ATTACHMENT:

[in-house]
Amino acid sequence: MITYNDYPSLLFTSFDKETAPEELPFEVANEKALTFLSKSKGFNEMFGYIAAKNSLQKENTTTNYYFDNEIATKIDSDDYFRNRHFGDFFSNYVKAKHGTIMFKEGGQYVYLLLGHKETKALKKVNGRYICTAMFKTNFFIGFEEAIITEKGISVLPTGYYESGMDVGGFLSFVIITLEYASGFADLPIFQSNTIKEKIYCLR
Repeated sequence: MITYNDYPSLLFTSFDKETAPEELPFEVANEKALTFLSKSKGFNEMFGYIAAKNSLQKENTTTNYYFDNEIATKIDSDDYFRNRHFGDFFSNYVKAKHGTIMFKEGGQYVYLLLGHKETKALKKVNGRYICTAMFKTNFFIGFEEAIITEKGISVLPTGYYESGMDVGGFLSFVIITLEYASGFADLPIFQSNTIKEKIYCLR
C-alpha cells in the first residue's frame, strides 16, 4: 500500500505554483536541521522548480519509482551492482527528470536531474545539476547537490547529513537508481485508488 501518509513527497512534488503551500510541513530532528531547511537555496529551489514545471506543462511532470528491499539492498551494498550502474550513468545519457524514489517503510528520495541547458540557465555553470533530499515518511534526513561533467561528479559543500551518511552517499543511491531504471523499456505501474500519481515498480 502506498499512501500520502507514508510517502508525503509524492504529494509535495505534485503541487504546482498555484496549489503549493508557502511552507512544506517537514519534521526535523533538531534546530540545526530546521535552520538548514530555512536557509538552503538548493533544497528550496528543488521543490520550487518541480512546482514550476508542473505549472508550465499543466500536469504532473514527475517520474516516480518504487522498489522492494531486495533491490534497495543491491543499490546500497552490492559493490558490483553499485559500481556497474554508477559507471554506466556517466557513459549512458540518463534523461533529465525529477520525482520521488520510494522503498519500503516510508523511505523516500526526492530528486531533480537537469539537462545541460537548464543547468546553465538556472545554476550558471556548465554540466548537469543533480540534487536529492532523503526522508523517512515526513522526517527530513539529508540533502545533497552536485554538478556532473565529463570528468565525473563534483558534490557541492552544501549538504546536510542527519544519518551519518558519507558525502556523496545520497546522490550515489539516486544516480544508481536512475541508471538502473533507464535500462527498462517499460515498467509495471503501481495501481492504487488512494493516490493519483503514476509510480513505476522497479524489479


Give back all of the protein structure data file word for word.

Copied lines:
[in-house]
Amino acid sequence: MITYNDYPSLLFTSFDKETAPEELPFEVANEKALTFLSKSKGFNEMFGYIAAKNSLQKENTTTNYYFDNEIATKIDSDDYFRNRHFGDFFSNYVKAKHGTIMFKEGGQYVYLLLGHKETKALKKVNGRYICTAMFKTNFFIGFEEAIITEKGISVLPTGYYESGMDVGGFLSFVIITLEYASGFADLPIFQSNTIKEKIYCLR
Repeated sequence: MITYNDYPSLLFTSFDKETAPEELPFEVANEKALTFLSKSKGFNEMFGYIAAKNSLQKENTTTNYYFDNEIATKIDSDDYFRNRHFGDFFSNYVKAKHGTIMFKEGGQYVYLLLGHKETKALKKVNGRYICTAMFKTNFFIGFEEAIITEKGISVLPTGYYESGMDVGGFLSFVIITLEYASGFADLPIFQSNTIKEKIYCLR
C-alpha cells in the first residue's frame, strides 16, 4: 500500500505554483536541521522548480519509482551492482527528470536531474545539476547537490547529513537508481485508488 501518509513527497512534488503551500510541513530532528531547511537555496529551489514545471506543462511532470528491499539492498551494498550502474550513468545519457524514489517503510528520495541547458540557465555553470533530499515518511534526513561533467561528479559543500551518511552517499543511491531504471523499456505501474500519481515498480 502506498499512501500520502507514508510517502508525503509524492504529494509535495505534485503541487504546482498555484496549489503549493508557502511552507512544506517537514519534521526535523533538531534546530540545526530546521535552520538548514530555512536557509538552503538548493533544497528550496528543488521543490520550487518541480512546482514550476508542473505549472508550465499543466500536469504532473514527475517520474516516480518504487522498489522492494531486495533491490534497495543491491543499490546500497552490492559493490558490483553499485559500481556497474554508477559507471554506466556517466557513459549512458540518463534523461533529465525529477520525482520521488520510494522503498519500503516510508523511505523516500526526492530528486531533480537537469539537462545541460537548464543547468546553465538556472545554476550558471556548465554540466548537469543533480540534487536529492532523503526522508523517512515526513522526517527530513539529508540533502545533497552536485554538478556532473565529463570528468565525473563534483558534490557541492552544501549538504546536510542527519544519518551519518558519507558525502556523496545520497546522490550515489539516486544516480544508481536512475541508471538502473533507464535500462527498462517499460515498467509495471503501481495501481492504487488512494493516490493519483503514476509510480513505476522497479524489479